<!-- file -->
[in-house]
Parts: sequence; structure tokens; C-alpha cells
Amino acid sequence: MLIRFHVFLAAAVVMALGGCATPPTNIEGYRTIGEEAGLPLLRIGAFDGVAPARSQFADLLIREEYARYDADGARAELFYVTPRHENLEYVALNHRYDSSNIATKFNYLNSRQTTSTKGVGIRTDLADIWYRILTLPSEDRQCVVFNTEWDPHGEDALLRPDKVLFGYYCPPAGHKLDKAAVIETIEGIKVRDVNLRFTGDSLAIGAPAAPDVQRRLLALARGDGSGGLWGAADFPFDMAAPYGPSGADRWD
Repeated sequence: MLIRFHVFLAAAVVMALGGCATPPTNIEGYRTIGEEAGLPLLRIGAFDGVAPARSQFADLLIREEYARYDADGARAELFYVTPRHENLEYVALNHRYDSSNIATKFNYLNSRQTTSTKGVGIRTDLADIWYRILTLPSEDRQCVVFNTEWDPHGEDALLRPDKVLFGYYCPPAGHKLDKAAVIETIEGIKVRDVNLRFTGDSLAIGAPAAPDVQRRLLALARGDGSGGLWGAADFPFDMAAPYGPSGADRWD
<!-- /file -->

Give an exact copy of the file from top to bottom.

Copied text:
[in-house]
Parts: sequence; structure tokens; C-alpha cells
Amino acid sequence: MLIRFHVFLAAAVVMALGGCATPPTNIEGYRTIGEEAGLPLLRIGAFDGVAPARSQFADLLIREEYARYDADGARAELFYVTPRHENLEYVALNHRYDSSNIATKFNYLNSRQTTSTKGVGIRTDLADIWYRILTLPSEDRQCVVFNTEWDPHGEDALLRPDKVLFGYYCPPAGHKLDKAAVIETIEGIKVRDVNLRFTGDSLAIGAPAAPDVQRRLLALARGDGSGGLWGAADFPFDMAAPYGPSGADRWD
Repeated sequence: MLIRFHVFLAAAVVMALGGCATPPTNIEGYRTIGEEAGLPLLRIGAFDGVAPARSQFADLLIREEYARYDADGARAELFYVTPRHENLEYVALNHRYDSSNIATKFNYLNSRQTTSTKGVGIRTDLADIWYRILTLPSEDRQCVVFNTEWDPHGEDALLRPDKVLFGYYCPPAGHKLDKAAVIETIEGIKVRDVNLRFTGDSLAIGAPAAPDVQRRLLALARGDGSGGLWGAADFPFDMAAPYGPSGADRWD